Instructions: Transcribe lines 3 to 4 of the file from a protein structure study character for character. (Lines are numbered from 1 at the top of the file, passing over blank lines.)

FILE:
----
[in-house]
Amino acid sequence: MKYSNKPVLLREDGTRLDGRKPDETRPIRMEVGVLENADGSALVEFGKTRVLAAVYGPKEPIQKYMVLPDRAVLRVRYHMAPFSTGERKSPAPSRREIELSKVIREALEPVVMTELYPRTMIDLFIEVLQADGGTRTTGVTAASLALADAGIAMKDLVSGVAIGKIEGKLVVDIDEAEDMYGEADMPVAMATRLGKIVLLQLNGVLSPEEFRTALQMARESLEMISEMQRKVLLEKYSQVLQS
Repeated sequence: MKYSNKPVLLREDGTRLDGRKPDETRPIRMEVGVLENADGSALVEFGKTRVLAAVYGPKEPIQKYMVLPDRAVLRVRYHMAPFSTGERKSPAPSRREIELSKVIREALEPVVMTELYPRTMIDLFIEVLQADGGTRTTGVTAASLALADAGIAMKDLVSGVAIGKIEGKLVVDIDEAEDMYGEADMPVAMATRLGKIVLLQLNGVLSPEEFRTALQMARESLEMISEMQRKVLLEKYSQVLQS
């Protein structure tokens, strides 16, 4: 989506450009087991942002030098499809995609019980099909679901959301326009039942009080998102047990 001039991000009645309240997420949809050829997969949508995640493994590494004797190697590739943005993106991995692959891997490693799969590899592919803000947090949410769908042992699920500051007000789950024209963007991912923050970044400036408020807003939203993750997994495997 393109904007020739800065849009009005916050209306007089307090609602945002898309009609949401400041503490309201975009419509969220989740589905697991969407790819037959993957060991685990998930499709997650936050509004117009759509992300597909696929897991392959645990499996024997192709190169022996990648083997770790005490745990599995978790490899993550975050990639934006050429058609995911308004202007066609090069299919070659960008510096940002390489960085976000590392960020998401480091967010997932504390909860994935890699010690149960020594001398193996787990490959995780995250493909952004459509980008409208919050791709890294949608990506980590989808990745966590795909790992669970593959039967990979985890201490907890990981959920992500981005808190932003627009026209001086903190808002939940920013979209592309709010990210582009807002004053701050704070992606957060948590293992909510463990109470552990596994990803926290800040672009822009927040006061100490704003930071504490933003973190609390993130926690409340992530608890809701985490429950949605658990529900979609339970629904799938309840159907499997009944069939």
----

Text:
Repeated sequence: MKYSNKPVLLREDGTRLDGRKPDETRPIRMEVGVLENADGSALVEFGKTRVLAAVYGPKEPIQKYMVLPDRAVLRVRYHMAPFSTGERKSPAPSRREIELSKVIREALEPVVMTELYPRTMIDLFIEVLQADGGTRTTGVTAASLALADAGIAMKDLVSGVAIGKIEGKLVVDIDEAEDMYGEADMPVAMATRLGKIVLLQLNGVLSPEEFRTALQMARESLEMISEMQRKVLLEKYSQVLQS
């Protein structure tokens, strides 16, 4: 989506450009087991942002030098499809995609019980099909679901959301326009039942009080998102047990 001039991000009645309240997420949809050829997969949508995640493994590494004797190697590739943005993106991995692959891997490693799969590899592919803000947090949410769908042992699920500051007000789950024209963007991912923050970044400036408020807003939203993750997994495997 393109904007020739800065849009009005916050209306007089307090609602945002898309009609949401400041503490309201975009419509969220989740589905697991969407790819037959993957060991685990998930499709997650936050509004117009759509992300597909696929897991392959645990499996024997192709190169022996990648083997770790005490745990599995978790490899993550975050990639934006050429058609995911308004202007066609090069299919070659960008510096940002390489960085976000590392960020998401480091967010997932504390909860994935890699010690149960020594001398193996787990490959995780995250493909952004459509980008409208919050791709890294949608990506980590989808990745966590795909790992669970593959039967990979985890201490907890990981959920992500981005808190932003627009026209001086903190808002939940920013979209592309709010990210582009807002004053701050704070992606957060948590293992909510463990109470552990596994990803926290800040672009822009927040006061100490704003930071504490933003973190609390993130926690409340992530608890809701985490429950949605658990529900979609339970629904799938309840159907499997009944069939």